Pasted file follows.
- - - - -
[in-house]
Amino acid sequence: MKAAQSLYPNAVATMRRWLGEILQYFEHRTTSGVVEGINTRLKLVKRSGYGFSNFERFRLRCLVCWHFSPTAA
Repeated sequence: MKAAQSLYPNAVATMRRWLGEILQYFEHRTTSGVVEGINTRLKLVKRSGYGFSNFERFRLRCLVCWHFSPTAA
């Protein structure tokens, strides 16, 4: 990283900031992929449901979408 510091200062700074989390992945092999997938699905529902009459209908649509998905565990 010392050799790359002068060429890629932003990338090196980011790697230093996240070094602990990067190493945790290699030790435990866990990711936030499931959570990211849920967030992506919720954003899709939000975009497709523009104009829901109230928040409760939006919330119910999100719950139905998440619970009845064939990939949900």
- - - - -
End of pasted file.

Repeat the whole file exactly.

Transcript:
[in-house]
Amino acid sequence: MKAAQSLYPNAVATMRRWLGEILQYFEHRTTSGVVEGINTRLKLVKRSGYGFSNFERFRLRCLVCWHFSPTAA
Repeated sequence: MKAAQSLYPNAVATMRRWLGEILQYFEHRTTSGVVEGINTRLKLVKRSGYGFSNFERFRLRCLVCWHFSPTAA
């Protein structure tokens, strides 16, 4: 990283900031992929449901979408 510091200062700074989390992945092999997938699905529902009459209908649509998905565990 010392050799790359002068060429890629932003990338090196980011790697230093996240070094602990990067190493945790290699030790435990866990990711936030499931959570990211849920967030992506919720954003899709939000975009497709523009104009829901109230928040409760939006919330119910999100719950139905998440619970009845064939990939949900």